God said, "what you do to the least of these, you do unto Me". Apparently He didn't like what Joe Barton was doing to Him.
Research bill expected to pass under probable new head of committee
12:00 AM CST on Thursday, November 9, 2006
By RANDY LEE LOFTIS / The Dallas Morning News
Democratic control of the House changes the nation's environmental agenda and affects a related topic that has stirred strong feelings: research on autism.
Rep. Joe Barton, R-Ennis, won his race, but with his party out of power, he will lose the chairmanship of the Energy and Commerce Committee.
That has raised hopes for those advocating House approval of a bill that Mr. Barton blocked this fall. His decision to prevent a vote on the nearly $1 billion autism package, which includes $45 million for research on possible environmental causes, infuriated parents of autistic children nationwide.
Rep. John Dingell, D-Mich., who will probably be the new committee chairman when the Democrats take control of the House next year, wants a House vote on the autism legislation. But Mike Bernoski of Arlington, father of a 3-year-old with autism, said advocates want action during the lame-duck congressional session before the year's end.
"We feel very positive that next year we can get this done," Mr. Bernoski said. "But this legislation's not going to be any different 12 months from now. The difference is by then we'll have another 36,000 kids with autism who won't have the benefit of the bill."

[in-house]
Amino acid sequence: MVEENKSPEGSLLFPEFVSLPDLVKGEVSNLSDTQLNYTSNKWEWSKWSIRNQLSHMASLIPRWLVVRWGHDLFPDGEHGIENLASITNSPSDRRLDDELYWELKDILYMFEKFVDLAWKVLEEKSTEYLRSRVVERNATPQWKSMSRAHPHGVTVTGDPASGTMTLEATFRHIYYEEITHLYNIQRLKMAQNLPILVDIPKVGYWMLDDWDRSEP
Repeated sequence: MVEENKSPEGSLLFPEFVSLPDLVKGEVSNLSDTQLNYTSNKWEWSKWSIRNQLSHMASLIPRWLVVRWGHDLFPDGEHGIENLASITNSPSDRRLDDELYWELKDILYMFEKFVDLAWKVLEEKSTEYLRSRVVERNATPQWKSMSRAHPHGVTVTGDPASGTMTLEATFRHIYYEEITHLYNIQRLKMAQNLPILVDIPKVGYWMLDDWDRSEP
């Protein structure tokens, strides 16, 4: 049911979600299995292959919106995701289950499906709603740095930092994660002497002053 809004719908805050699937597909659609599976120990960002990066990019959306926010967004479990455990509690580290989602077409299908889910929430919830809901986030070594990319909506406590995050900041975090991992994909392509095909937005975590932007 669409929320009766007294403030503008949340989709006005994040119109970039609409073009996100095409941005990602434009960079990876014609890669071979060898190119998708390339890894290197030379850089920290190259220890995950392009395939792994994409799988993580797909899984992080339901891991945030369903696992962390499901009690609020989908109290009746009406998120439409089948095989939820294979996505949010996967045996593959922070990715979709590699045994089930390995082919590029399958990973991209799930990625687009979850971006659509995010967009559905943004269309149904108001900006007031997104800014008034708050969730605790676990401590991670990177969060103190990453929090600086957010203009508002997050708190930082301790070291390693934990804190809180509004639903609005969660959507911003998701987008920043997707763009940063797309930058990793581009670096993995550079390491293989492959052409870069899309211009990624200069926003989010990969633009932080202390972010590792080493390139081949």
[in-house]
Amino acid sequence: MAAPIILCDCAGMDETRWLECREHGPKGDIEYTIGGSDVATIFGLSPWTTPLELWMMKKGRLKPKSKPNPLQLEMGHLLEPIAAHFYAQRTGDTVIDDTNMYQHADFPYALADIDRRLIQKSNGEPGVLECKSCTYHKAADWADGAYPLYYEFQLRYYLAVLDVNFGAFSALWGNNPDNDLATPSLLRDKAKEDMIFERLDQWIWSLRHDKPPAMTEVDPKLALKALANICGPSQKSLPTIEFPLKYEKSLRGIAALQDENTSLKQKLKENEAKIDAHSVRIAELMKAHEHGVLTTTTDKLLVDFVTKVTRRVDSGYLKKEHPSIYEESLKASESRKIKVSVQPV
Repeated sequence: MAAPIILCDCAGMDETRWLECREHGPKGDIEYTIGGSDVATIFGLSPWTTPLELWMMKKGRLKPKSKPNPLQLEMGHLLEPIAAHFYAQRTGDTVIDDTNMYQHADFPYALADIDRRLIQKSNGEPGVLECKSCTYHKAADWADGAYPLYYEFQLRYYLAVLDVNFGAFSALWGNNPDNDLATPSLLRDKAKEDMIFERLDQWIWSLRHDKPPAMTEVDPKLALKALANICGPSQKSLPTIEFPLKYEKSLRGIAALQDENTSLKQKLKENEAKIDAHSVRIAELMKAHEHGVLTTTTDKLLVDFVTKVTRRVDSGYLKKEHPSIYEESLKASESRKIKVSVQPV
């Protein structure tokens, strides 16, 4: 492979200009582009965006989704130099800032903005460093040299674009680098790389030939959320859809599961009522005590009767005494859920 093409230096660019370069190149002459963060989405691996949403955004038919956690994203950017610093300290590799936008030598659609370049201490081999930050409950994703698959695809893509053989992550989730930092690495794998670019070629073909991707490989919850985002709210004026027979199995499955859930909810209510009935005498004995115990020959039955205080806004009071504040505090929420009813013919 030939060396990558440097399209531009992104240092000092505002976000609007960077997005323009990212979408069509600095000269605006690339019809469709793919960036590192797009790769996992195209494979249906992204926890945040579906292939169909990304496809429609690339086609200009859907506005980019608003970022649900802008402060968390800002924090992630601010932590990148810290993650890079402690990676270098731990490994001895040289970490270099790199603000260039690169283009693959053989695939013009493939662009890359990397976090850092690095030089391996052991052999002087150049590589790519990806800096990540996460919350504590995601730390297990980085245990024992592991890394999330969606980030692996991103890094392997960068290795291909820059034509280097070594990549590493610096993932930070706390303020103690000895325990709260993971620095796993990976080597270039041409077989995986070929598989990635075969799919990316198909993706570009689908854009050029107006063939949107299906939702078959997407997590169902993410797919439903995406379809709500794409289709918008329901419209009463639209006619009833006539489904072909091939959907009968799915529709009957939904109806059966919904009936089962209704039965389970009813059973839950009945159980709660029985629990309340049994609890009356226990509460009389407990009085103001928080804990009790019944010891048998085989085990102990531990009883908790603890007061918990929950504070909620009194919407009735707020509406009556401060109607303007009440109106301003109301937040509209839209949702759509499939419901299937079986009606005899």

The old and new chairmen have nearly opposite environmental voting records.
In 2005, the League of Conservation Voters, the environmental movement's political arm, gave Mr. Barton a zero rating and Mr. Dingell 89 out of a possible 100.
The American Land Rights Association, which opposes restrictions on mining and other commercial activities on federal land, gave Mr. Barton a 100 in 2005 and Mr. Dingell a zero.
Mr. Barton's record includes:
• Pressing the Environmental Protection Agency in 2003 and 2004 to leave Ellis County out of a regional smog plan that required pollution cuts from North Texas' biggest industries. Mike Leavitt, then head of the EPA, rebuffed Mr. Barton and put Ellis County in the plan.
• Holding hearings this year challenging the scientific basis of global warming.
• Seeking exemptions from environmental rules for refineries, limits on pollution lawsuits involving the gasoline additive MTBE, and extensions of federal deadlines for fighting urban smog. Each attempt failed.
Mr. Dingell's record includes:
• Pushing tougher clean-water laws and protection for endangered species and their habitats.
• Calling for an investigation of Vice President Dick Cheney's energy task force – the kind of probe that, as chairman, he could order.